5.2.2 The MBL may elect to support an application for or extension to a temporary visa to enable the appointee to start or continue in employment while preparations are made for a permanent visa petition.

5.3 Financial Responsibility and Repayment

5.3.1 For Employment-based Permanent Residence Immigration Petitions, the financial responsibility for all filing fees for the individual’s petition will be the responsibility of the MBL; filing fees, consular or embassy charges, etc. for any dependents of the individual will be the responsibility of the individual. The costs incurred for which the MBL is responsible will be charged to the hiring (or current) department.
5.3.2 In the event that an employee voluntarily resigns or otherwise voluntarily terminates his or her employment from the MBL within three years of a Permanent Residence Immigration petition being filed by the MBL on his/her behalf, the employee will be required to repay to the MBL all associated costs and fees incurred in preparation of such filing. Before the application process begins, the employee will be required to sign a Promissory Note and Agreement to Reimburse to that effect. The Original Note and Agreement to Reimburse will be kept in the Human Resources Office, with a copy kept and monitored by Financial Services. In the event an employee does not repay, all legal fees and collection costs associated with enforcement of the Note and Agreement to Reimburse will be the responsibility of the employee.

6.0 Orientation of Foreign Nationals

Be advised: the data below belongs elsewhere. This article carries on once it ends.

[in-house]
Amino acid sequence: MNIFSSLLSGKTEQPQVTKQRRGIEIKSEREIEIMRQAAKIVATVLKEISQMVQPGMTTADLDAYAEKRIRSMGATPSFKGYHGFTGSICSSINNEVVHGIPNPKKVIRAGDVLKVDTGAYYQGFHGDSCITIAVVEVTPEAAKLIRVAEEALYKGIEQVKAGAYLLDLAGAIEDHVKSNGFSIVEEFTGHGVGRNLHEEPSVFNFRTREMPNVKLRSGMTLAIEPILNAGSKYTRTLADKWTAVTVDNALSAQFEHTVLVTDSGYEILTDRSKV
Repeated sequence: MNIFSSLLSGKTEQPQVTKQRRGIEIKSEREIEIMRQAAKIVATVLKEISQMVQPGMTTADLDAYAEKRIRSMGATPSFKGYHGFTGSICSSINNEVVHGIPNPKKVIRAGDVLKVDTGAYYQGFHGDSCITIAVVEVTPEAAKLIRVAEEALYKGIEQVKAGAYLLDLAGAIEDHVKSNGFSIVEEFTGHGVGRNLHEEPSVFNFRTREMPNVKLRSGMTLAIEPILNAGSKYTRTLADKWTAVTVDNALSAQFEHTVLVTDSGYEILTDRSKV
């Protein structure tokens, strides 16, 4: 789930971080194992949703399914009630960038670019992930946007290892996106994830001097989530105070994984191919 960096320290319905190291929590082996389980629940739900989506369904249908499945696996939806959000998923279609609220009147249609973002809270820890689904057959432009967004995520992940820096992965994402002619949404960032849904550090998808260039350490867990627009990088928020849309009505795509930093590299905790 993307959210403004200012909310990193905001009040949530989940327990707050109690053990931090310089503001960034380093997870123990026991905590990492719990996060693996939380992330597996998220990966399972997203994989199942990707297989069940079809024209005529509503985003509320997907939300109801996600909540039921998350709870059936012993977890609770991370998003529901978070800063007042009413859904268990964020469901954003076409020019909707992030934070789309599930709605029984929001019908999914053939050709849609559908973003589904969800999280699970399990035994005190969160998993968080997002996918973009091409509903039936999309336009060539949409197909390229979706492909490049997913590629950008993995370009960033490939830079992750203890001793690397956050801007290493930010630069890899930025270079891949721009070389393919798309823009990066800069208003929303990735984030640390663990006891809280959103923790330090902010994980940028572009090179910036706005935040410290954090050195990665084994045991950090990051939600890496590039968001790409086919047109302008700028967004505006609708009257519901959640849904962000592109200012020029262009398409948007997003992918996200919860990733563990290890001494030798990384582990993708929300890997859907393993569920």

6.1 Orientation is a key element that can help provide a new foreign national at the MBL a better chance at succeeding in our environment. Hiring managers are responsible for providing a foundation of training and support, both formal and informal, for foreign national employees to “thrive,” not just survive, in their new position and in what is possibly a new country and culture.

6.2 If a Hiring Manager has specific concerns regarding cultural adjustment, he or she should contact Human Resources and/or the MBL representative to the WHOI International Committee for a list of resources available for support.

7.0 Engaging an Attorney
Only Human Resources is authorized to engage legal representation for any nonimmigrant or immigrant petition or application. A foreign national may choose to retain an attorney to represent his/her interests. The MBL will not pay for or offer reimbursement for this private representation. Should a private attorney be retained by a foreign national in support of an H1-B status or Permanent Resident status, the attorney must submit the petition and labor condition application through Human Resources.

8.0 Exceptions to Policy
It is not anticipated that there will be any exceptions to the policy as provided herein. However, a compelling case and request for exception can be presented to the Director of Human Resources for consideration. Final determination on a request for exception to policy will be made by the Director of Human Resources in consultation with the Chief Academic and Scientific Officer.

9.0 Policy Clarification and Updates:
Policy clarification and updates are available from the Human Resources Office.